The terrain is gently rolling. The various soil types range from fine sand to clay loam with loamy fine sand dominating the Birch Creek Unit, and fine sandy loam dominating the Nails Creek Unit. There are three main creeks that either run through or border the park, all of which drain into the reservoir. They are Nails Creek, along the southern border of Nails Creek Unit; Yegua Creek, which enters the lake on the north side of Nails Creek Unit; and Birch Creek, which forms the east border of Birch Creek Unit. Between the two parks, at the western edge of Lake Somerville, is Flag Pond and numerous other duck ponds, marshes and bogs.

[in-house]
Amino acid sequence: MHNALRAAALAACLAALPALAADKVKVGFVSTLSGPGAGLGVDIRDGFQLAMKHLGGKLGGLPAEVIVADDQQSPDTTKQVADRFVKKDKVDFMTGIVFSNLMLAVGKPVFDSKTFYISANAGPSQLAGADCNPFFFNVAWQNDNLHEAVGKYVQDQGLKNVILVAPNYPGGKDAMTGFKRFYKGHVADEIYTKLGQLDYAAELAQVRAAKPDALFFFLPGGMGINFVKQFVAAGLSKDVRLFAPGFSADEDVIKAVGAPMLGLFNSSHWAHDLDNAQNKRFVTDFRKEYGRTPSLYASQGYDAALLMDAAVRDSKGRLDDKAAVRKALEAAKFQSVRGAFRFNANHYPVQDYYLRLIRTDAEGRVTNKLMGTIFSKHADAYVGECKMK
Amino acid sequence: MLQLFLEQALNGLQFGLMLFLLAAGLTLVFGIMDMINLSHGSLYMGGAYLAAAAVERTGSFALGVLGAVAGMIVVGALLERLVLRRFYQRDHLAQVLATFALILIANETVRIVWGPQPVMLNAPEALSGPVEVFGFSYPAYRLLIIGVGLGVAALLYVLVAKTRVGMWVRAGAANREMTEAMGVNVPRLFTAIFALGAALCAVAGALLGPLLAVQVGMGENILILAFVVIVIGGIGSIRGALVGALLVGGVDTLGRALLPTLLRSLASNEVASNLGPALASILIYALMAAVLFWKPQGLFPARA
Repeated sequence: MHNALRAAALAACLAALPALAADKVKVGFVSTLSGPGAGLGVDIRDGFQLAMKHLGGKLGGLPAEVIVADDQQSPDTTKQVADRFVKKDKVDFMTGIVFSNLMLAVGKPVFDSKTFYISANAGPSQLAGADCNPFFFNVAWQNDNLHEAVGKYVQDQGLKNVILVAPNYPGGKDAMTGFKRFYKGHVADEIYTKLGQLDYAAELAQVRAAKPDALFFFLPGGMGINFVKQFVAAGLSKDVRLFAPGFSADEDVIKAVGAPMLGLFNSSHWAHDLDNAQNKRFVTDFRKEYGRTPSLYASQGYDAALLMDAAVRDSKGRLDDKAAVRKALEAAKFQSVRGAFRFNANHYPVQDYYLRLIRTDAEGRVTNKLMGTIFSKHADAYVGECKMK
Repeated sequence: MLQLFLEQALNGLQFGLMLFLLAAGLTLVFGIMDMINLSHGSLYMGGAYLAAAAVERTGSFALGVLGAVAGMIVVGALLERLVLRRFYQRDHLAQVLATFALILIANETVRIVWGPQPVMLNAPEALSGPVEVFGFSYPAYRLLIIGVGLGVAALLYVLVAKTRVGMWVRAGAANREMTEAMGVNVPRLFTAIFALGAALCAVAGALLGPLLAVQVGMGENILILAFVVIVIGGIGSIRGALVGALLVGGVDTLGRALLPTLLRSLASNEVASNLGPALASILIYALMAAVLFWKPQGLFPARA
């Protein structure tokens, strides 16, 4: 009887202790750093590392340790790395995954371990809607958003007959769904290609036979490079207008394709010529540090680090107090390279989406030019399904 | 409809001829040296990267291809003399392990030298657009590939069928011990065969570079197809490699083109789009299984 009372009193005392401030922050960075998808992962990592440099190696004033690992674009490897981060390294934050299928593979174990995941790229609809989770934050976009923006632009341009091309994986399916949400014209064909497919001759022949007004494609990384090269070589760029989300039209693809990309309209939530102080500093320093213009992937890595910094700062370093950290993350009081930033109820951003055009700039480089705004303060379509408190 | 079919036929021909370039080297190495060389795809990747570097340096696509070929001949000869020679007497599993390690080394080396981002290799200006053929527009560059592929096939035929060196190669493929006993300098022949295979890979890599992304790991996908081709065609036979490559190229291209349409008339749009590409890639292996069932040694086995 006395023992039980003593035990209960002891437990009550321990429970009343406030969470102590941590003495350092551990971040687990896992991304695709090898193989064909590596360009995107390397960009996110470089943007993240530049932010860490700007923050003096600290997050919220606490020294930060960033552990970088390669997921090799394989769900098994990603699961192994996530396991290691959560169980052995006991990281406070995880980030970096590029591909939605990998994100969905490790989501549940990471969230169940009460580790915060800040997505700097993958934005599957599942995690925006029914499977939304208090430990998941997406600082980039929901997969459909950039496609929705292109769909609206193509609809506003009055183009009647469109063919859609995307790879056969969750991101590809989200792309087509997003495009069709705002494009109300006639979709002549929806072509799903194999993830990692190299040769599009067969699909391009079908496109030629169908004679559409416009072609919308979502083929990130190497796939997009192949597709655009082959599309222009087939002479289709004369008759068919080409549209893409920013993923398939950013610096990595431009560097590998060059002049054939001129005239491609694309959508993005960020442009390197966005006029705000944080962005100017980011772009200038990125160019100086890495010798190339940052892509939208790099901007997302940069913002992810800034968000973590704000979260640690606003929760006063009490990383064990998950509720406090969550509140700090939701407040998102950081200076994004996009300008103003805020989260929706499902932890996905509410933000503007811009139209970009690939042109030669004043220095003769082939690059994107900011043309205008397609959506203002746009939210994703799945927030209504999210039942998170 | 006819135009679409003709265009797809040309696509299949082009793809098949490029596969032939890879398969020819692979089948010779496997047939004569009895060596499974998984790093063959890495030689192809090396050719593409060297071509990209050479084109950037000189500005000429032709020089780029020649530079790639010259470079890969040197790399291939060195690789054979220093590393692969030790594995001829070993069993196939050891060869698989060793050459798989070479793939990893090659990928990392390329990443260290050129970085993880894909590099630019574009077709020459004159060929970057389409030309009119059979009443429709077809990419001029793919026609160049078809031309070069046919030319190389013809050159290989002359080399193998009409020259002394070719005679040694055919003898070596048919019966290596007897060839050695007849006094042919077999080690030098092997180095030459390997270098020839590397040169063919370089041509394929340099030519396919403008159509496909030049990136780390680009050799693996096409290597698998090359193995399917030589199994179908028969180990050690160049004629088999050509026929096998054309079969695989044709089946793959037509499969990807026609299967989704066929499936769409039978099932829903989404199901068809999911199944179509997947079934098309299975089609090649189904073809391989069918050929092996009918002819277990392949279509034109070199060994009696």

The Somerville Trailway passes through dense stands of yaupon, post oak, hickory, blackjack oak, and water oak forests, past scenic overlooks and water crossings.
The trail has one of the best spring wildflower displays in the Texas State Park System. Many species of birds and wildlife may be observed and photographed, including white-tailed deer, fox, coyote, raccoon, rabbit, waterfowl and quail. A bird checklist is available at the Birch and Nails Creek headquarters. Visitors can enjoy fishing for white bass, crappie, largemouth bass and catfish.